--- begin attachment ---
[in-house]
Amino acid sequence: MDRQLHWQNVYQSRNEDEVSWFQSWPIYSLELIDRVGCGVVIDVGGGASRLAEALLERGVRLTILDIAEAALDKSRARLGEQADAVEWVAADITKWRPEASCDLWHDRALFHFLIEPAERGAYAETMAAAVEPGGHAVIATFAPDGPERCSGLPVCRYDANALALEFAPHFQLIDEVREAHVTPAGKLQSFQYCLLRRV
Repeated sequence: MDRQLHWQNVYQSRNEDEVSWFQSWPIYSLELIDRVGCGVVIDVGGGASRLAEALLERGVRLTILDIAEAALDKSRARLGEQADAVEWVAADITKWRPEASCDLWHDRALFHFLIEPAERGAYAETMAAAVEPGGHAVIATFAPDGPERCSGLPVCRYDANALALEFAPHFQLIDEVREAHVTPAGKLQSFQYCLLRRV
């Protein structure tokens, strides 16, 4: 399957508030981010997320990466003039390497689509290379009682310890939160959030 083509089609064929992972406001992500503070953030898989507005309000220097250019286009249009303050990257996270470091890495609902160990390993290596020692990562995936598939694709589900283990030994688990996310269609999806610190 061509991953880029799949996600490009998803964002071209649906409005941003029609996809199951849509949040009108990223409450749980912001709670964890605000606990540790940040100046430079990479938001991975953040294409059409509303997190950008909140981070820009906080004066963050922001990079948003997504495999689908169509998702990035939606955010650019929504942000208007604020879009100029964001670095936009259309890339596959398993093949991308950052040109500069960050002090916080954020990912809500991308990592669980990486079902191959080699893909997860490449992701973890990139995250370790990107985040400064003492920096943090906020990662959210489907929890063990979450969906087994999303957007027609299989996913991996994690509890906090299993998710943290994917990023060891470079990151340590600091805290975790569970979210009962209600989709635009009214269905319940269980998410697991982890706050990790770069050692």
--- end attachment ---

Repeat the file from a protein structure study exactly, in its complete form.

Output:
[in-house]
Amino acid sequence: MDRQLHWQNVYQSRNEDEVSWFQSWPIYSLELIDRVGCGVVIDVGGGASRLAEALLERGVRLTILDIAEAALDKSRARLGEQADAVEWVAADITKWRPEASCDLWHDRALFHFLIEPAERGAYAETMAAAVEPGGHAVIATFAPDGPERCSGLPVCRYDANALALEFAPHFQLIDEVREAHVTPAGKLQSFQYCLLRRV
Repeated sequence: MDRQLHWQNVYQSRNEDEVSWFQSWPIYSLELIDRVGCGVVIDVGGGASRLAEALLERGVRLTILDIAEAALDKSRARLGEQADAVEWVAADITKWRPEASCDLWHDRALFHFLIEPAERGAYAETMAAAVEPGGHAVIATFAPDGPERCSGLPVCRYDANALALEFAPHFQLIDEVREAHVTPAGKLQSFQYCLLRRV
């Protein structure tokens, strides 16, 4: 399957508030981010997320990466003039390497689509290379009682310890939160959030 083509089609064929992972406001992500503070953030898989507005309000220097250019286009249009303050990257996270470091890495609902160990390993290596020692990562995936598939694709589900283990030994688990996310269609999806610190 061509991953880029799949996600490009998803964002071209649906409005941003029609996809199951849509949040009108990223409450749980912001709670964890605000606990540790940040100046430079990479938001991975953040294409059409509303997190950008909140981070820009906080004066963050922001990079948003997504495999689908169509998702990035939606955010650019929504942000208007604020879009100029964001670095936009259309890339596959398993093949991308950052040109500069960050002090916080954020990912809500991308990592669980990486079902191959080699893909997860490449992701973890990139995250370790990107985040400064003492920096943090906020990662959210489907929890063990979450969906087994999303957007027609299989996913991996994690509890906090299993998710943290994917990023060891470079990151340590600091805290975790569970979210009962209600989709635009009214269905319940269980998410697991982890706050990790770069050692």